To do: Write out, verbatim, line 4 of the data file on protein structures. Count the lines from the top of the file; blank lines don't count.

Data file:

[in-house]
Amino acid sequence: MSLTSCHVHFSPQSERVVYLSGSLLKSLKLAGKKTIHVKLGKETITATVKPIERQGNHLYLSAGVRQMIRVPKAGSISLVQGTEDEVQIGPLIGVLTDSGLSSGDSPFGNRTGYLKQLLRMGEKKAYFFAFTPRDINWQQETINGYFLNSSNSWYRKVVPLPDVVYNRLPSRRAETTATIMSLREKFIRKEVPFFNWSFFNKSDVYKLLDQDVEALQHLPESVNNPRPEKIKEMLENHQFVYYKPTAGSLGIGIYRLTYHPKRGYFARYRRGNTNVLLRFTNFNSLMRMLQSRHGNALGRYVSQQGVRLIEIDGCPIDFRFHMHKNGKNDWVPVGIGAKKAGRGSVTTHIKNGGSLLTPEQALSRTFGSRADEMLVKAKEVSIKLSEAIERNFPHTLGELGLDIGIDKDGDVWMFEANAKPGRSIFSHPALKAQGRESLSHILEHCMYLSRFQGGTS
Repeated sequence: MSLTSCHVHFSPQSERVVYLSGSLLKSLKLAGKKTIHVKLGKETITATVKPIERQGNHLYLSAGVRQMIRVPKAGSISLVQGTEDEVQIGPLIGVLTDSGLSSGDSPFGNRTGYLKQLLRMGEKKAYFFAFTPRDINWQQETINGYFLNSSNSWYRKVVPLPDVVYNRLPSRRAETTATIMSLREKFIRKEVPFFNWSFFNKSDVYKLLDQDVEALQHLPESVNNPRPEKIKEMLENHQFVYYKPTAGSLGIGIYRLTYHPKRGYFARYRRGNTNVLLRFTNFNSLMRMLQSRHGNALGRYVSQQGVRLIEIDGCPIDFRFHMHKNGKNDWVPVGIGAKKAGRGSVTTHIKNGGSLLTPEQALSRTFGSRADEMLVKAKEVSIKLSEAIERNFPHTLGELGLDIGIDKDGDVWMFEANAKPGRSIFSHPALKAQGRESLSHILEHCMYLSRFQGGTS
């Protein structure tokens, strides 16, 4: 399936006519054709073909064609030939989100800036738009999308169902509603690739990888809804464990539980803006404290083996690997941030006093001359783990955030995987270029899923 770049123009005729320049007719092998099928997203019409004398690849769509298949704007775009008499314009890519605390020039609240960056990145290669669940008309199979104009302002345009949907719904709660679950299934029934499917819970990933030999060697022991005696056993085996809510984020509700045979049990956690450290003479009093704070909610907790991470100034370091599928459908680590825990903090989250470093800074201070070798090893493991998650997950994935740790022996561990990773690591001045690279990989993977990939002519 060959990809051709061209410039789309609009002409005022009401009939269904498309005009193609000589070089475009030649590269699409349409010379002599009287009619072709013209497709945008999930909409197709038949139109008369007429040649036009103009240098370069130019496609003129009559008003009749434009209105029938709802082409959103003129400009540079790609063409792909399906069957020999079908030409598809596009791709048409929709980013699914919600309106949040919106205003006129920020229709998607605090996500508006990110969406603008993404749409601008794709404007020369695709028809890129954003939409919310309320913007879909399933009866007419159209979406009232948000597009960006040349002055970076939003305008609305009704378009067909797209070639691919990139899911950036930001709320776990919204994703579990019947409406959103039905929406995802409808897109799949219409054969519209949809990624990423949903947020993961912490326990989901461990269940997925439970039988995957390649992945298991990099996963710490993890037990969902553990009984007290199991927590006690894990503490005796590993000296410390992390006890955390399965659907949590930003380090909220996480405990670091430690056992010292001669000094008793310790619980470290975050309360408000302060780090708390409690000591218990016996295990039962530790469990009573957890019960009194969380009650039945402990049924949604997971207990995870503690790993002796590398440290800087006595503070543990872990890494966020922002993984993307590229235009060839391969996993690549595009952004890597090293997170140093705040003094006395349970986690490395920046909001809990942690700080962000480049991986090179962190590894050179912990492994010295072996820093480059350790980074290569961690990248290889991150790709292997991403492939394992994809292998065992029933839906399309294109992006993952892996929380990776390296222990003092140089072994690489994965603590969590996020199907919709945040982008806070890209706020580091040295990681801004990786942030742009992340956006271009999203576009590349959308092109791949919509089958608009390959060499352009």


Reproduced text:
């Protein structure tokens, strides 16, 4: 399936006519054709073909064609030939989100800036738009999308169902509603690739990888809804464990539980803006404290083996690997941030006093001359783990955030995987270029899923 770049123009005729320049007719092998099928997203019409004398690849769509298949704007775009008499314009890519605390020039609240960056990145290669669940008309199979104009302002345009949907719904709660679950299934029934499917819970990933030999060697022991005696056993085996809510984020509700045979049990956690450290003479009093704070909610907790991470100034370091599928459908680590825990903090989250470093800074201070070798090893493991998650997950994935740790022996561990990773690591001045690279990989993977990939002519 060959990809051709061209410039789309609009002409005022009401009939269904498309005009193609000589070089475009030649590269699409349409010379002599009287009619072709013209497709945008999930909409197709038949139109008369007429040649036009103009240098370069130019496609003129009559008003009749434009209105029938709802082409959103003129400009540079790609063409792909399906069957020999079908030409598809596009791709048409929709980013699914919600309106949040919106205003006129920020229709998607605090996500508006990110969406603008993404749409601008794709404007020369695709028809890129954003939409919310309320913007879909399933009866007419159209979406009232948000597009960006040349002055970076939003305008609305009704378009067909797209070639691919990139899911950036930001709320776990919204994703579990019947409406959103039905929406995802409808897109799949219409054969519209949809990624990423949903947020993961912490326990989901461990269940997925439970039988995957390649992945298991990099996963710490993890037990969902553990009984007290199991927590006690894990503490005796590993000296410390992390006890955390399965659907949590930003380090909220996480405990670091430690056992010292001669000094008793310790619980470290975050309360408000302060780090708390409690000591218990016996295990039962530790469990009573957890019960009194969380009650039945402990049924949604997971207990995870503690790993002796590398440290800087006595503070543990872990890494966020922002993984993307590229235009060839391969996993690549595009952004890597090293997170140093705040003094006395349970986690490395920046909001809990942690700080962000480049991986090179962190590894050179912990492994010295072996820093480059350790980074290569961690990248290889991150790709292997991403492939394992994809292998065992029933839906399309294109992006993952892996929380990776390296222990003092140089072994690489994965603590969590996020199907919709945040982008806070890209706020580091040295990681801004990786942030742009992340956006271009999203576009590349959308092109791949919509089958608009390959060499352009």